Sat, March 21, 2009
China > Mainland

Living Buddha: Dalai Lama's so-called "middle way" unacceptable

2009-03-21 04:51:38 GMT2009-03-21 12:51:38 (Beijing Time)  Xinhua English

Shingtsa Tenzinchodrak (C), a living Buddha of Tibetan Buddhism and head of the delegation of the Tibetan deputies to China's National People's Congress, answers questions by reporters in Toronto March 20, 2009. The delegation arrived in Toronto on Friday after their six-day visit to the United States. (Xinhua/Yuan Man)

Shingtsa Tenzinchodrak (R), a living Buddha of Tibetan Buddhism and head of the delegation of the Tibetan deputies to China's National People's Congress, answers questions by reporters in Toronto March 20, 2009. The delegation arrived in Toronto on Friday after their six-day visit to the United States. (Xinhua/Yuan Man)

TORONTO, March 20 (Xinhua) -- The Dalai Lama's so-called "middle way", which has the idea of "Greater Tibet" as one of its key contents, is not acceptable to the Chinese government, a living Buddha said here Friday.

"The so-called 'middle way' rhetoric of the Dalai Lama sounds very attractive, but in fact it is problematic," Shingtsa Tenzinchodrak, a living Buddha told a press conference.

The Dalai Lama has, in recent years, been telling the world he has stopped seeking "Tibet independence" and turned towards a "middle way". But the Chinese officials and scholars said the so-called "middle way" in fact still aims at "Tibet independence."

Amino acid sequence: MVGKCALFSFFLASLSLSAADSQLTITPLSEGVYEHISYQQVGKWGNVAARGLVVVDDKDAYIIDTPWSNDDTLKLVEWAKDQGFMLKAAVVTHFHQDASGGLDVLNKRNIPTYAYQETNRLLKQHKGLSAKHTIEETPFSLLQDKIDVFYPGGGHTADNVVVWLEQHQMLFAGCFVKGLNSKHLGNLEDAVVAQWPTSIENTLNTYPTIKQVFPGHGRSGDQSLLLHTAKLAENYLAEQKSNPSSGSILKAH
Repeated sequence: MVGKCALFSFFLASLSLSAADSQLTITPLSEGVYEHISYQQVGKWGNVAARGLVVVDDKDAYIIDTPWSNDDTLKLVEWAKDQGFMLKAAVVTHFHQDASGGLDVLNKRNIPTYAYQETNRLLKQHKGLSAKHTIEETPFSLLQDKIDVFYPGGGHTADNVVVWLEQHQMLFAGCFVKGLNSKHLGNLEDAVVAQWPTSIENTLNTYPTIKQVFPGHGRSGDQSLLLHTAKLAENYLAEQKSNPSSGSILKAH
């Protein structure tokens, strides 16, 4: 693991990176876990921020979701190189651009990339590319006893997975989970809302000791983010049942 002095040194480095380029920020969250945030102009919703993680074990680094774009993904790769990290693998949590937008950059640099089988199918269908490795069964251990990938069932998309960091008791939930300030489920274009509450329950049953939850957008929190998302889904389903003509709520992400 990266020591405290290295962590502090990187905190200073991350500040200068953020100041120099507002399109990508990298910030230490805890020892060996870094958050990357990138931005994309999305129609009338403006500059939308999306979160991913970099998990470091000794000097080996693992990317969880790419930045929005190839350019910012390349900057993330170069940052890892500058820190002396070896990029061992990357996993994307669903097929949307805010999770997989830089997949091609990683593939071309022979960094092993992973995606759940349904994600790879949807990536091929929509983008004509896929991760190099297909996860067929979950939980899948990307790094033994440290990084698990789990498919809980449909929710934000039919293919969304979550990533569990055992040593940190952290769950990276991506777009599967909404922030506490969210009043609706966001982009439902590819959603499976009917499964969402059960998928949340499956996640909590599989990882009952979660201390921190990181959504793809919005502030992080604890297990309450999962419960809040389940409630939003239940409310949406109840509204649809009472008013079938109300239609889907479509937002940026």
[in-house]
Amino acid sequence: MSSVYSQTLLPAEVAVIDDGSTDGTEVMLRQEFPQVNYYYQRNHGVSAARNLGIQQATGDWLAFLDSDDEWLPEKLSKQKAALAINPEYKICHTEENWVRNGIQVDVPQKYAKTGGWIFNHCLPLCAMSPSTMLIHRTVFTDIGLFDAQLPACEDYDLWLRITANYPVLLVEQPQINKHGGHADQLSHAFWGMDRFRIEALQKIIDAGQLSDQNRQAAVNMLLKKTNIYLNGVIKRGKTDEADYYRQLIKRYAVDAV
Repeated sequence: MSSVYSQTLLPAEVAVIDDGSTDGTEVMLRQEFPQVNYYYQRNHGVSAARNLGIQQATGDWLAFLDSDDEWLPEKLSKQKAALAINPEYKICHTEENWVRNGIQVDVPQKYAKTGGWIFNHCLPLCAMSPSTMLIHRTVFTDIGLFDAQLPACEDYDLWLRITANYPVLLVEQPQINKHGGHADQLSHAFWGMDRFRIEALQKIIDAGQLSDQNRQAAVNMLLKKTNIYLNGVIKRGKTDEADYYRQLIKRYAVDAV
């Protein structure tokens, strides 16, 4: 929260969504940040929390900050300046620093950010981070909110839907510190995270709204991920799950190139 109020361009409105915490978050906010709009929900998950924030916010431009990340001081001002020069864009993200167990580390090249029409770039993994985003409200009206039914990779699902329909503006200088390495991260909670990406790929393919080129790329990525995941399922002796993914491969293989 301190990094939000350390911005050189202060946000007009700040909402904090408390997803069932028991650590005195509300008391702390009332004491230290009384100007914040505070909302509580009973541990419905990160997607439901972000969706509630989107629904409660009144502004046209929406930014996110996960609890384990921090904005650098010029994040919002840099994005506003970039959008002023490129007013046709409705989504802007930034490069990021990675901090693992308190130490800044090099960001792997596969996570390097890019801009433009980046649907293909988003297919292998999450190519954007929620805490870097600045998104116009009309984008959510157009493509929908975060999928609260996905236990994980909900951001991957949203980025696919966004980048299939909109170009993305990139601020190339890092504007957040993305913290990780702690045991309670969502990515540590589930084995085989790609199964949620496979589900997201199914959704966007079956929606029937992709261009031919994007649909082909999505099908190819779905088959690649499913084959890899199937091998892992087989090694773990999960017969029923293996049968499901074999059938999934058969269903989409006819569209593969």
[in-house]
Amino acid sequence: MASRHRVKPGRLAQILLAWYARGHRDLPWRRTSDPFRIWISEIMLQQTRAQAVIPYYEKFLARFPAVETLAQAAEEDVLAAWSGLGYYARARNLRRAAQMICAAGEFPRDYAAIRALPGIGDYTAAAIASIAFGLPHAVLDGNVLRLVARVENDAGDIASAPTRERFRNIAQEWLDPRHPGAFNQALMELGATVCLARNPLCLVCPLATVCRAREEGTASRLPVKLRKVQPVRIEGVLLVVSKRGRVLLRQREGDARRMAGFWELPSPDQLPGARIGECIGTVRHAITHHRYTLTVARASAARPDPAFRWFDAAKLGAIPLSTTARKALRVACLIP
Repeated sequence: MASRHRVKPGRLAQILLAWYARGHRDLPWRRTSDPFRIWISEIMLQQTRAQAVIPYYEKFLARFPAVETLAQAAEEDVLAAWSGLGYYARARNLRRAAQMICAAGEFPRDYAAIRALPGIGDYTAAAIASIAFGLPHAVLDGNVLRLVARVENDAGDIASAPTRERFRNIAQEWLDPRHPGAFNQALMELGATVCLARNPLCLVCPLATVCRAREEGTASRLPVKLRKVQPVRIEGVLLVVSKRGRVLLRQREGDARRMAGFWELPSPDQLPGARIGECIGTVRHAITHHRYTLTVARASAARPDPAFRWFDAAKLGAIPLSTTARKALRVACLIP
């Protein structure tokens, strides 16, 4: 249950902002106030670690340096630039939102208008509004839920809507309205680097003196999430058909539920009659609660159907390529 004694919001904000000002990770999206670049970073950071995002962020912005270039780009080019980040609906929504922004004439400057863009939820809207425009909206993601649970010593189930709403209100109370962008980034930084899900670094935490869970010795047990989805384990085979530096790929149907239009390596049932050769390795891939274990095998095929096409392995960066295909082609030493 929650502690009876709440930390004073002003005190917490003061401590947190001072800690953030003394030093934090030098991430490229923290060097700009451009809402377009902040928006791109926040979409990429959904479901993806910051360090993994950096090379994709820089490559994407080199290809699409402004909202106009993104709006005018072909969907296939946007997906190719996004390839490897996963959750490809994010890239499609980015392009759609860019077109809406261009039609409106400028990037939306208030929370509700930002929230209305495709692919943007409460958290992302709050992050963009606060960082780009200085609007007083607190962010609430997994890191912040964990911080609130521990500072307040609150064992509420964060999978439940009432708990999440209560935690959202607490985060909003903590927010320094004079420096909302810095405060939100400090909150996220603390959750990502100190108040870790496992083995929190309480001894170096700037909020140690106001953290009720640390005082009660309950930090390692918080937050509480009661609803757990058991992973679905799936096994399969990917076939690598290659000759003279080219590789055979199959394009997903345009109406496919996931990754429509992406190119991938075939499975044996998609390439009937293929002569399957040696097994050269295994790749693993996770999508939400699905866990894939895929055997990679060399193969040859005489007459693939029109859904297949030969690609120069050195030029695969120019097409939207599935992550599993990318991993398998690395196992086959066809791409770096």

Shingtsa Tenzinchodrak said one of the key contents of the "middle way" was to establish a so-called "Greater Tibet", which would cover not only the Tibet Autonomous Region but also all other Tibetan-inhabited areas in China.

"In total, it would cover one fourth of China' entire territory," said Shingtsa Tenzinchodrak, head of a five-member delegation of Tibetan deputies of China's National People's Congress, which is in Canada for a visit.

The idea of "Greater Tibet" has long been advocated by the Dalai Lama and his followers. In his March 10 speech, the Dalai Lama again talked about bringing all Tibetans under "a single autonomous administration."

Shingtsa Tenzinchodrak, who has spent years studying Tibetan history, said the so-called "Greater Tibet" was not a historical fact and does not fit reality.

The 59-year-old living Buddha said Tibetan-inhabited areas outside Tibet have never been under the administration of Tibet's local government in history.

Before Tibet was peacefully liberated in 1951, the jurisdiction of the local Tibet government did not exceed the current area of the Tibet Autonomous Region, he said.

"If one knew some Tibetan history, he or she would know how ridiculous the idea (of Greater Tibet) is," Shingtsa Tenzinchodrak said.

In addition, Shingtsa Tenzinchodrak said the Dalai Lama has also asked the central government to withdraw troops and exclude other ethnic groups from the area of the "Greater Tibet."

The Dalai Lama demanded, in his "five-point peace plan" in 1987and the "seven-point new suggestions" in 1988, the Chinese troops and military facilities be withdrawn from Tibet. He also demanded to stop the Han ethnic group from settling in Tibet, and that those who have already settled in move out.

"If such conditions were met, will there still be sovereignty (for China)?" Shingtsa Tenzinchodrak said.

The Qinghai-Tibet Plateau has been an area of ethnic convergence for centuries.

Under the existing ethnic autonomous system in China, besides the provincial Tibet Autonomous Region, Tibetans have autonomous regions of city, county and township levels in neighboring provinces. They co-exist with autonomous regions of other ethnic groups and non-autonomous divisions.

Add Your Comments:

Your Name:
Your Country:
Comment:
(English Only)
 
Please read our Terms of Service. Messages that harass, abuse or threaten others; have obscene or otherwise objectionable content; have spam, commercial or advertising content or links may be removed.

SPECIAL COVERAGE

MOST VIEWED

LATEST VIDEO

PICTURE GALLERY